I'm glad you said that about "getting SAD eater to at least go vegan". I agree it is waaay important and I spend most of my day doing this. What is just as important though is once we bring them over - *keeping* them off the meat and dairy is our goal. If most people ate the prescription above unfortunately they would fall back into eating meat and dairy in no time. We see it all the time and that's why we are offering critical feedback. On 30Bad we provide caloric-guidelines so people can follow the prescription that works long term and thrive. It keeps more people raw and most importantly vegan.
Thanks Ruth :)
No only only is this a calorie restriction diet but the majority of the cals are fat cals from the walnuts & flax seed. I just can't imagine the logic of eating molasses over fruit? Don't get that. Maybe because of the iron content? And the supper especially is a digestive nightmare, or would be for me because of combining starchie veggies (carrots/yam), AND acid fruits (tomotoes/salsa) AND fat (flax).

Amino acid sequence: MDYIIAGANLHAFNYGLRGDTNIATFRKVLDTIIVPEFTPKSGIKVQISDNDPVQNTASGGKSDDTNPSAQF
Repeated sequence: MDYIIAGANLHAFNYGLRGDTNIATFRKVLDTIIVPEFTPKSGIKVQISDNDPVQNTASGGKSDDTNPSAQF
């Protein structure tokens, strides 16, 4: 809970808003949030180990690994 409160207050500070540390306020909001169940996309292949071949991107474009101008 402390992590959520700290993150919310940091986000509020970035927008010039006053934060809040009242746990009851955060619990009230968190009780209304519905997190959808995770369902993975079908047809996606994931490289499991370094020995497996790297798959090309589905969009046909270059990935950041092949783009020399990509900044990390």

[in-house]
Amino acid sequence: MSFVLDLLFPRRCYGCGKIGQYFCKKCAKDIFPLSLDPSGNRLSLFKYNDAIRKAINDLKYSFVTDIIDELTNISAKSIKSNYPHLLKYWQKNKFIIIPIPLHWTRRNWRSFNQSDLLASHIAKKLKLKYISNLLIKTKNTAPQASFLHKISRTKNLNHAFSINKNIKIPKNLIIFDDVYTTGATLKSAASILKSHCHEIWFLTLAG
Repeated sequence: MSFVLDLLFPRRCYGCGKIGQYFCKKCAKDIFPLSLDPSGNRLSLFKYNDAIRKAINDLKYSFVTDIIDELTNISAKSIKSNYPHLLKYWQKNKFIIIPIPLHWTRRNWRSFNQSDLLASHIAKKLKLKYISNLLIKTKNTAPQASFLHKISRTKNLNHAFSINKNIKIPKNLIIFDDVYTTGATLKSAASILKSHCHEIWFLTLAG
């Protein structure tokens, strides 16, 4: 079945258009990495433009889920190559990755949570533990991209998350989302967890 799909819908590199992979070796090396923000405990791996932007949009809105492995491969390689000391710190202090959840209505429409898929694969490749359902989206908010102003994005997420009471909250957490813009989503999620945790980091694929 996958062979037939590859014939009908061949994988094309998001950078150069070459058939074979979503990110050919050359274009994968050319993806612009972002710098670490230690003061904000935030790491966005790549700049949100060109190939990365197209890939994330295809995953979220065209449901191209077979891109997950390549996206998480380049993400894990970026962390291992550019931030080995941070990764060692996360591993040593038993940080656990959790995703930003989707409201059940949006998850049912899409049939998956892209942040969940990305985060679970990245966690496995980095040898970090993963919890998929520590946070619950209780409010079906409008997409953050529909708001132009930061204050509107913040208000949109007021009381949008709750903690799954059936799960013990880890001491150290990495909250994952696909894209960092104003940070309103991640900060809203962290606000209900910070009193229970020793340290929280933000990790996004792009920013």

At a glance breakfast looks to be about 200 cals, supper 400, dessert 400 with most of those cals coming from the nuts/seeds = fat cals. I have more cals than that for breakfast (with only mimimal fruit fat) and if I didn't i would be starving.
I disagree with you that this is a calorie restriction diet. I eat until satisfied -- I just happen to love those foods that I list along with whatever else comes in season. I say in my books, no need to count calories, or grams of anything else following this plan. I'm obviously getting enough calories as my weight is stable at 114 lbs. As for food-combining, I believe my digestive system handles everything well and have never had a problem with any "combination."
Firstly I just wanted to say that I've been watching some of your talks on YouTube and they are so inspiring—it definitely makes me want to push the limits in exercise and diet. In one video though you mention that your weight has been consistently 125 lbs for years; has your weight since dropped to 114?
I wouldn't be looking forward to breakfast if it was a big salad with molasses and nutritional yeast on top....
You should read "Born To Run" by Christopher McDougall. And, actually, I don't call it a "salad" but eating the highest nutritional density foods (leafy greens) first thing rather than later. When I worked at the 1988 Seoul Olympics and ate with the athletes, I noticed that most of the other non-western types ate greens and veggies for their breakfasts. I tried it and liked it and so do lots of others! And I relish my breakfasts!!!
Ruth has just joined and will be commenting here soon I imagine so it will be great to hear her take on this.